A switch by Brazilian cane mills back towards increasing sugar in their production mix, in the face of weakening ethanol prices, may not lead to a surge in supplies of the sweetener, one of the country’s top crushers said.
“We understand that all the mills are going more towards sugar,” as opposed to ethanol, in their cane crush, said Felipe Vicchiato, the Sao Martinho finance director.
The change of an early-2022-23 trend which saw mills favouring ethanol very much in their production mix reflects a retreat in ethanol values, and in particular values of hydrous ethanol, which have been undermined by gasoline price cuts by Petrobras, Brazil’s state-run energy giant.
Hydrous ethanol competes with gasoline for custom by drivers of so-called “flex fuel” cars, as opposed to anhydrous ethanol which is blended into gasoline.
Gasoline vs hydrous ethanol
“The demand for hydrous is quite low here, consumers preferring gasoline because of the circumstances,” Mr Vicchiato told investors.
“Consumption of gasoline is very high and hydrous ethanol is lower. We see consumers consume more gasoline, given the speed by which the prices went down.
“Because of profitability, everybody is going more towards sugar.
“The price of sugar today is equivalent to about more than 10% with hydrous [ethanol].”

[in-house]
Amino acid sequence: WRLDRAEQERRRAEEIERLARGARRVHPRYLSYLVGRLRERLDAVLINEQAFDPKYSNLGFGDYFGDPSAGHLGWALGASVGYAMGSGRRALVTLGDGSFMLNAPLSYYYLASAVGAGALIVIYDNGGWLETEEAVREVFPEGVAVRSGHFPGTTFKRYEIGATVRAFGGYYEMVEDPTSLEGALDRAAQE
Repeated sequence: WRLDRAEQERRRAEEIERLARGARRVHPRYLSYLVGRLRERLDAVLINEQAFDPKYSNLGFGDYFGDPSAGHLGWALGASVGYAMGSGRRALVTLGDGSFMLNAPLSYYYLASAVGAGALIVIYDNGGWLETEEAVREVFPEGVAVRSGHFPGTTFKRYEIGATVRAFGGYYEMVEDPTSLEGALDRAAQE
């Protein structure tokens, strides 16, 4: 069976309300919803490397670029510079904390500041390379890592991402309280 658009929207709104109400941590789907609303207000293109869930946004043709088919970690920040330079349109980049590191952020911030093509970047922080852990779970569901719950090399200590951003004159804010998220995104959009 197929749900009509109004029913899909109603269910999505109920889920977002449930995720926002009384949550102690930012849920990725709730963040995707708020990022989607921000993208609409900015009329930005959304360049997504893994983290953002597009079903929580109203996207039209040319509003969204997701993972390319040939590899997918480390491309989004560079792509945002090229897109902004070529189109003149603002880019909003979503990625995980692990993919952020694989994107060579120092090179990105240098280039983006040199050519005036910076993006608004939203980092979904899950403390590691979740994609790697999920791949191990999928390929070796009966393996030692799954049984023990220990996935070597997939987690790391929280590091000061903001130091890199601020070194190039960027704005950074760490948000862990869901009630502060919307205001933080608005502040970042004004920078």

The trend was borne out by data on Wednesday from Unica, the Brazilian cane industry group, which showed mills in the key Centre South region using 47.8% of their cane to making sugar in the second half of last month.
That compared with 47% in the first half of July, and 45.4% in the second half of June, with the average allocation for 2022-23, as started in April, at 44.4%.
The switch, combined with growth in volumes of cane crusher, drove Centre South sugar output for the second half of July to 3.30m tonnes, a rise of 8.4% year on year.
‘There is a limitation…’
However, “there is a limitation” to the amount of Centre South cane that will be available to harvest, Mr Vicchiato said, noting damage to crops from weather setbacks including frosts a year ago.
“Probably the current harvest will be equal to the last one in the best hypothesis,” he said.
“So production of sugar shouldn’t be much higher than in the last harvest.”
Some commentators, including Brazil’s official Conab bureau, have forecast a 2022-23 Centre South cane crop similar this season to the 523m tonnes reported for 2021-22, although the consensus is for a higher result, with a Reuters poll two weeks ago showing a figure of 550m tonnes.
However, on sugar, the poll estimated this season’s output at 32.3m tonnes, up by less than 300,000 tonnes year on year.
Sap Martinho reported a drop in its cane yield to 71 tonnes per hectare for the April-to-July quarter, from 75 tonnes a year before, citing dryness and frost damage, with the average levels of sugars per tonne of crop weaker too.